My grandfather died yesterday at 2 PM. He was a stunningly important figure in my life, even as we spent less and less time together. I've been in a fog since I heard yesterday and I wanted to write down some lessons I learned from him and post them here as a way to memorialize my relationship with him. As the now eldest male on my side of the family (both grandfathers and my dad have all passed), the world ahead looks strange. It's a perspective I think better left for later in life. But as with all things, I'll find a way through it all.
My grandfather, known as "Pa" (not pawwww, I'm from NY, not Tennessee) was a pretty amazing guy in many ways. Pa had a great sense of humor and loved to laugh. He had a slicing, mean streak in him too and his sense of humor could be biting for sure. I always appreciated it for what it was - a true ability to see something and then laugh at it. It is still something I want to be able to do more readily.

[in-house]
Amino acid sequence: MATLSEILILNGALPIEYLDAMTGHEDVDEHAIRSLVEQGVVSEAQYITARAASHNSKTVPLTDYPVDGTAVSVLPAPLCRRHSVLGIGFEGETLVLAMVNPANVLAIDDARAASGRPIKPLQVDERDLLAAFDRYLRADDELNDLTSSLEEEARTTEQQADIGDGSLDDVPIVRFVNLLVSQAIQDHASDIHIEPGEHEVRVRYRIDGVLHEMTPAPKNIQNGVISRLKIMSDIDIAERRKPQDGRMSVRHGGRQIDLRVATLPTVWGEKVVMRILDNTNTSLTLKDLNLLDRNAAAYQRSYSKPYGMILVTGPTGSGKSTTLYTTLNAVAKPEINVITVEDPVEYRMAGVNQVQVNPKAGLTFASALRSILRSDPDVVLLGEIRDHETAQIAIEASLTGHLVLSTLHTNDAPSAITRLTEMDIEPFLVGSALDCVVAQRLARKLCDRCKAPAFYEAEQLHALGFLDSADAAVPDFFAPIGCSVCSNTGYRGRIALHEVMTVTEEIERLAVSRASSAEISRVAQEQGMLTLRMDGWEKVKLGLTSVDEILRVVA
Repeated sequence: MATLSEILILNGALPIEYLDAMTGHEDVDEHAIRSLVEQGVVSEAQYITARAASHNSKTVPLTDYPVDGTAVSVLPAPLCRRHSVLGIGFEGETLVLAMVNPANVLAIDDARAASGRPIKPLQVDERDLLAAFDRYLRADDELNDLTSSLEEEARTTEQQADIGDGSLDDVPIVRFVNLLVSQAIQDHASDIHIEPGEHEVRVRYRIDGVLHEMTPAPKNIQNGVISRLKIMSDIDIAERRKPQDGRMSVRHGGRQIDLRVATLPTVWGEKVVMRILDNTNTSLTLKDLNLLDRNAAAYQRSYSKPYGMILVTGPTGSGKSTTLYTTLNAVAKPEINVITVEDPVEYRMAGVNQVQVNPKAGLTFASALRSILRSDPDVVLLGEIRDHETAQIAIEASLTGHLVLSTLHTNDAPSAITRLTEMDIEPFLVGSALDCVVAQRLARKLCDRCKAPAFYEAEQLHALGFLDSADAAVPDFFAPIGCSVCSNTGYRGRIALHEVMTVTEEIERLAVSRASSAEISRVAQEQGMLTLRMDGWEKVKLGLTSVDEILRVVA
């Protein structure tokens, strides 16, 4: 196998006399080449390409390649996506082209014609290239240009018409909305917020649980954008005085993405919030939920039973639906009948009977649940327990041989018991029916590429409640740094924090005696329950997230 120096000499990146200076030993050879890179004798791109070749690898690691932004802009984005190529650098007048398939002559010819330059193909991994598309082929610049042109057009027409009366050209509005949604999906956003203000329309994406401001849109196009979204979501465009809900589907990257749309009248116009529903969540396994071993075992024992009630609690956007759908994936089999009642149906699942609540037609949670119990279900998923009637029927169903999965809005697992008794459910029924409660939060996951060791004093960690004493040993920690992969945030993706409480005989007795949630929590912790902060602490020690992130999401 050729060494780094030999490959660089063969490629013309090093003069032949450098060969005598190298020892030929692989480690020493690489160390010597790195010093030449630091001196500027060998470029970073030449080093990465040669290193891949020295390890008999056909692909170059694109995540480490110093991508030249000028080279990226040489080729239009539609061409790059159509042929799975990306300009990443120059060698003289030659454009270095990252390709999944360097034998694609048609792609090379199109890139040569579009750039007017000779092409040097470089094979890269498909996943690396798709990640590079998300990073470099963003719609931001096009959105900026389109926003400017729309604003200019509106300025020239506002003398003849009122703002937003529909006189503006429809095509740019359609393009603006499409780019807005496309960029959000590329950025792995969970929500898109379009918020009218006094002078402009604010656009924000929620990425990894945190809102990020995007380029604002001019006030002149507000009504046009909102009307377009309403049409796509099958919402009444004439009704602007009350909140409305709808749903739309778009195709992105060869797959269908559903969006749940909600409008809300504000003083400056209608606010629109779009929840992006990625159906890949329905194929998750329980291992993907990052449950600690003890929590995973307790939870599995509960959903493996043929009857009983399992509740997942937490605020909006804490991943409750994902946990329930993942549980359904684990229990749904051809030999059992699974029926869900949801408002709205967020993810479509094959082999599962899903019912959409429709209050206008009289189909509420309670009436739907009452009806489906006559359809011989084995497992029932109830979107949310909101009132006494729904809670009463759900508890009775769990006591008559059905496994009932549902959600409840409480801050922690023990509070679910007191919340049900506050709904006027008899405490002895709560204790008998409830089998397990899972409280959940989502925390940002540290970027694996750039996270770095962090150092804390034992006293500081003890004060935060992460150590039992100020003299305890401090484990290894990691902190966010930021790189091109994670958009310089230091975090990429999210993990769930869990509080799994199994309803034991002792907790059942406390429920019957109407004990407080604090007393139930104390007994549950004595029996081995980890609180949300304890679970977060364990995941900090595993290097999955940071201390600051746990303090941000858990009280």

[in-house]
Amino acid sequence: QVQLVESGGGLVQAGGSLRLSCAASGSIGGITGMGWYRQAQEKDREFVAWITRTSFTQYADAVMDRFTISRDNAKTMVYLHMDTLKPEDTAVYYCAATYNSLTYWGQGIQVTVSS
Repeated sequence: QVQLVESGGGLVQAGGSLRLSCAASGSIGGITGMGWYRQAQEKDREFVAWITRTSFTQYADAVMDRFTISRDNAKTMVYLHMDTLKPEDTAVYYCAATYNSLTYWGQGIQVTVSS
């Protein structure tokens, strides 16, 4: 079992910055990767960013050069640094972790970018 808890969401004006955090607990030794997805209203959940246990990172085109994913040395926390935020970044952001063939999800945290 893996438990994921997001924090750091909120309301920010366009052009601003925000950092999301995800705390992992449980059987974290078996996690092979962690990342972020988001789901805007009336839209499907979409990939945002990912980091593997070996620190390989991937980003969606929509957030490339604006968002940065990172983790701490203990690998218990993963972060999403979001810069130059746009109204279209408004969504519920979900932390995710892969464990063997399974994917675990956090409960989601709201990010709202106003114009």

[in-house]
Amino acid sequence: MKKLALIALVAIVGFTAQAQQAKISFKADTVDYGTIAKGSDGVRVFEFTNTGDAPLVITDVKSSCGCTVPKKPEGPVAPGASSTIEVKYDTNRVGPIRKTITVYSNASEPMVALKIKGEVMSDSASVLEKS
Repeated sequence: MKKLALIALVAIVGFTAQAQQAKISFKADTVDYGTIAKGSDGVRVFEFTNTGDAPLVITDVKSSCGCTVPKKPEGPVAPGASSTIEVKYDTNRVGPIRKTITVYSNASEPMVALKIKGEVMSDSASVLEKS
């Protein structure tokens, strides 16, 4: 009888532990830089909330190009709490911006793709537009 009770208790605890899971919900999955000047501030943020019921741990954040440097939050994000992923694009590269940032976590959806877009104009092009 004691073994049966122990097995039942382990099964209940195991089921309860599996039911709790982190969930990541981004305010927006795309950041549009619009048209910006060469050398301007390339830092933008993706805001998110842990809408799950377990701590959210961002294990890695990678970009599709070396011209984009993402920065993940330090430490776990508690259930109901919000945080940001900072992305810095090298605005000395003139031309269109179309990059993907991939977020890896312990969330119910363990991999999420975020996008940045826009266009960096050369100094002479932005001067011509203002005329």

Pa was a salesman in both the "sell ice to an eskimo" Zig Ziglar way and in the sad Willy Loman way. Later in life, he sold trinkets and goods on the streets of NYC. It never seemed like he was telling the truth until one day we actually saw him in midtown Manhatten. He was holding court, sitting on a chair smiling and talking to everyone and anyone. When he noticed us, his face lit up and he immediately started to introduce us to everyone and tried to give us stuff off the tables. He practically forced the pretzel guy to hand over his goods. He was so generous with me. When I was a child, he would never come with 1 present - it had to be a dozen or it just didn't seem like enough to him. I wish I was more generous of spirit. It's a lesson I'm managing to miss more often than not.
He also taught me in an unintentional way to be very open and accepting of people. I always hated how he seemed to be a real life parody of Archie Bunker and even at a very young age, I can remember rejecting that perspective. It's funny (and a little sad) that this was so. But it was what it was - and in the end, I'm better off for it.
I am sure the fog will lift eventually and life will go back to the daily grind, the rush and blogging, twittering and work. For now though, I just feel like sitting quietly by myself.